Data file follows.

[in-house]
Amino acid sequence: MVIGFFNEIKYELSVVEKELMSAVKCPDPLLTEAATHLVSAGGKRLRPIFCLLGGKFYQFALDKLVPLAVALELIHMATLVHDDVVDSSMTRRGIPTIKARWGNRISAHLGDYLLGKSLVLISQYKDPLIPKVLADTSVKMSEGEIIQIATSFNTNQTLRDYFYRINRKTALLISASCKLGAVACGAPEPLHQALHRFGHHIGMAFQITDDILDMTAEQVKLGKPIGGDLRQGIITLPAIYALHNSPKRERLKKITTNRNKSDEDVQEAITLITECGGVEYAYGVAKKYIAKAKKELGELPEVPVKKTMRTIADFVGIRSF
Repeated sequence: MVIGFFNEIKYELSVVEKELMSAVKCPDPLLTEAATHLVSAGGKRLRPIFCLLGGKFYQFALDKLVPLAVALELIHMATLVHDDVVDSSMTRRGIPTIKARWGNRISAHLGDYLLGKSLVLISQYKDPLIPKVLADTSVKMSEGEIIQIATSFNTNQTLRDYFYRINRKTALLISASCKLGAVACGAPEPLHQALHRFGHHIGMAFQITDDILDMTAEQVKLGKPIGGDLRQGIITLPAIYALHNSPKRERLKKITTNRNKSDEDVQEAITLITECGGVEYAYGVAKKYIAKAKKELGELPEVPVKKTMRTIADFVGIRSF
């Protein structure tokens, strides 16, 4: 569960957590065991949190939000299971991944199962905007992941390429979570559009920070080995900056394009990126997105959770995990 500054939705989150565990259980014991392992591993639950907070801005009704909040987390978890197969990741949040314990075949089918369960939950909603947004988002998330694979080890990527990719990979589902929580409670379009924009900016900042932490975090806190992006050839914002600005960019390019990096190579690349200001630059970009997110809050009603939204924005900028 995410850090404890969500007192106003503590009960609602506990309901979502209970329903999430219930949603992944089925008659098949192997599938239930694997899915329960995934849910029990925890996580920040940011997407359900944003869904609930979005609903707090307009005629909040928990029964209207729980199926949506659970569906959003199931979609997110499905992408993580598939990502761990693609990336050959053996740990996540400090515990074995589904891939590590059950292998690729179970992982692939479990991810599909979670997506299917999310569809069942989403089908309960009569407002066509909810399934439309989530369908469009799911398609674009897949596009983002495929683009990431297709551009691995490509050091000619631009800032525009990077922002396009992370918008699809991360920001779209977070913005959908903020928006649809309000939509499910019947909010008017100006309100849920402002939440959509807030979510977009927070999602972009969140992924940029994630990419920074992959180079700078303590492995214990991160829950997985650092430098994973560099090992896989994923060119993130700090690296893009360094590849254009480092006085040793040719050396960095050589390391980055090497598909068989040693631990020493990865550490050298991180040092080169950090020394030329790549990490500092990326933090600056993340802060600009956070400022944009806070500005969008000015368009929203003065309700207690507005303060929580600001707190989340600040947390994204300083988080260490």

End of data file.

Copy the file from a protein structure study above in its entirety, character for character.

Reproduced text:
[in-house]
Amino acid sequence: MVIGFFNEIKYELSVVEKELMSAVKCPDPLLTEAATHLVSAGGKRLRPIFCLLGGKFYQFALDKLVPLAVALELIHMATLVHDDVVDSSMTRRGIPTIKARWGNRISAHLGDYLLGKSLVLISQYKDPLIPKVLADTSVKMSEGEIIQIATSFNTNQTLRDYFYRINRKTALLISASCKLGAVACGAPEPLHQALHRFGHHIGMAFQITDDILDMTAEQVKLGKPIGGDLRQGIITLPAIYALHNSPKRERLKKITTNRNKSDEDVQEAITLITECGGVEYAYGVAKKYIAKAKKELGELPEVPVKKTMRTIADFVGIRSF
Repeated sequence: MVIGFFNEIKYELSVVEKELMSAVKCPDPLLTEAATHLVSAGGKRLRPIFCLLGGKFYQFALDKLVPLAVALELIHMATLVHDDVVDSSMTRRGIPTIKARWGNRISAHLGDYLLGKSLVLISQYKDPLIPKVLADTSVKMSEGEIIQIATSFNTNQTLRDYFYRINRKTALLISASCKLGAVACGAPEPLHQALHRFGHHIGMAFQITDDILDMTAEQVKLGKPIGGDLRQGIITLPAIYALHNSPKRERLKKITTNRNKSDEDVQEAITLITECGGVEYAYGVAKKYIAKAKKELGELPEVPVKKTMRTIADFVGIRSF
């Protein structure tokens, strides 16, 4: 569960957590065991949190939000299971991944199962905007992941390429979570559009920070080995900056394009990126997105959770995990 500054939705989150565990259980014991392992591993639950907070801005009704909040987390978890197969990741949040314990075949089918369960939950909603947004988002998330694979080890990527990719990979589902929580409670379009924009900016900042932490975090806190992006050839914002600005960019390019990096190579690349200001630059970009997110809050009603939204924005900028 995410850090404890969500007192106003503590009960609602506990309901979502209970329903999430219930949603992944089925008659098949192997599938239930694997899915329960995934849910029990925890996580920040940011997407359900944003869904609930979005609903707090307009005629909040928990029964209207729980199926949506659970569906959003199931979609997110499905992408993580598939990502761990693609990336050959053996740990996540400090515990074995589904891939590590059950292998690729179970992982692939479990991810599909979670997506299917999310569809069942989403089908309960009569407002066509909810399934439309989530369908469009799911398609674009897949596009983002495929683009990431297709551009691995490509050091000619631009800032525009990077922002396009992370918008699809991360920001779209977070913005959908903020928006649809309000939509499910019947909010008017100006309100849920402002939440959509807030979510977009927070999602972009969140992924940029994630990419920074992959180079700078303590492995214990991160829950997985650092430098994973560099090992896989994923060119993130700090690296893009360094590849254009480092006085040793040719050396960095050589390391980055090497598909068989040693631990020493990865550490050298991180040092080169950090020394030329790549990490500092990326933090600056993340802060600009956070400022944009806070500005969008000015368009929203003065309700207690507005303060929580600001707190989340600040947390994204300083988080260490």